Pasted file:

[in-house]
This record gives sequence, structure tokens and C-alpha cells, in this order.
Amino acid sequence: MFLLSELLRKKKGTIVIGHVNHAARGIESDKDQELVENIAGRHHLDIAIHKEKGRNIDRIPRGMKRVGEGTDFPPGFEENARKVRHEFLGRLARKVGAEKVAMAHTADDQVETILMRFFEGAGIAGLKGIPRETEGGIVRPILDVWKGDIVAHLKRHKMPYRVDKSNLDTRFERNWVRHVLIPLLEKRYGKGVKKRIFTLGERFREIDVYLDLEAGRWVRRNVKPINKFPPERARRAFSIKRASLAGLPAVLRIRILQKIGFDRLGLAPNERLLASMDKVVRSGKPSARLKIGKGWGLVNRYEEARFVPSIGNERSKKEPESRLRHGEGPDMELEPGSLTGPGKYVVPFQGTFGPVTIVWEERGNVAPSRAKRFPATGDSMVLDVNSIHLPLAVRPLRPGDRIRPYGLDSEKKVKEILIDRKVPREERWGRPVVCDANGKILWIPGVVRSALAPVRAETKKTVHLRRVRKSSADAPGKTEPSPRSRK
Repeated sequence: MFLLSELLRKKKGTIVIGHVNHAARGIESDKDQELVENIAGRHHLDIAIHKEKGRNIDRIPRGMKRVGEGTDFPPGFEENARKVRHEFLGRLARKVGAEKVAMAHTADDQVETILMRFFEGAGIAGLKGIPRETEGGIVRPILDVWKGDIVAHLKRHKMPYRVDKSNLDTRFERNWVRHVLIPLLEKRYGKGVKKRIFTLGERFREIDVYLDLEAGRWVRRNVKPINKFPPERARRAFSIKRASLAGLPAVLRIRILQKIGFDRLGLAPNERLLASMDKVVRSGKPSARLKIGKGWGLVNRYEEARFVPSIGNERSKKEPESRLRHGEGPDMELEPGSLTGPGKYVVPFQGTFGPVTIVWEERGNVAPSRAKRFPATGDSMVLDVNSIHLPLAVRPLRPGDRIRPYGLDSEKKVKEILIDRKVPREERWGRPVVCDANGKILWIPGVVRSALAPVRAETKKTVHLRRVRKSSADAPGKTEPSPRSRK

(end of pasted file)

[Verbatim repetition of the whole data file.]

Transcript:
[in-house]
This record gives sequence, structure tokens and C-alpha cells, in this order.
Amino acid sequence: MFLLSELLRKKKGTIVIGHVNHAARGIESDKDQELVENIAGRHHLDIAIHKEKGRNIDRIPRGMKRVGEGTDFPPGFEENARKVRHEFLGRLARKVGAEKVAMAHTADDQVETILMRFFEGAGIAGLKGIPRETEGGIVRPILDVWKGDIVAHLKRHKMPYRVDKSNLDTRFERNWVRHVLIPLLEKRYGKGVKKRIFTLGERFREIDVYLDLEAGRWVRRNVKPINKFPPERARRAFSIKRASLAGLPAVLRIRILQKIGFDRLGLAPNERLLASMDKVVRSGKPSARLKIGKGWGLVNRYEEARFVPSIGNERSKKEPESRLRHGEGPDMELEPGSLTGPGKYVVPFQGTFGPVTIVWEERGNVAPSRAKRFPATGDSMVLDVNSIHLPLAVRPLRPGDRIRPYGLDSEKKVKEILIDRKVPREERWGRPVVCDANGKILWIPGVVRSALAPVRAETKKTVHLRRVRKSSADAPGKTEPSPRSRK
Repeated sequence: MFLLSELLRKKKGTIVIGHVNHAARGIESDKDQELVENIAGRHHLDIAIHKEKGRNIDRIPRGMKRVGEGTDFPPGFEENARKVRHEFLGRLARKVGAEKVAMAHTADDQVETILMRFFEGAGIAGLKGIPRETEGGIVRPILDVWKGDIVAHLKRHKMPYRVDKSNLDTRFERNWVRHVLIPLLEKRYGKGVKKRIFTLGERFREIDVYLDLEAGRWVRRNVKPINKFPPERARRAFSIKRASLAGLPAVLRIRILQKIGFDRLGLAPNERLLASMDKVVRSGKPSARLKIGKGWGLVNRYEEARFVPSIGNERSKKEPESRLRHGEGPDMELEPGSLTGPGKYVVPFQGTFGPVTIVWEERGNVAPSRAKRFPATGDSMVLDVNSIHLPLAVRPLRPGDRIRPYGLDSEKKVKEILIDRKVPREERWGRPVVCDANGKILWIPGVVRSALAPVRAETKKTVHLRRVRKSSADAPGKTEPSPRSRK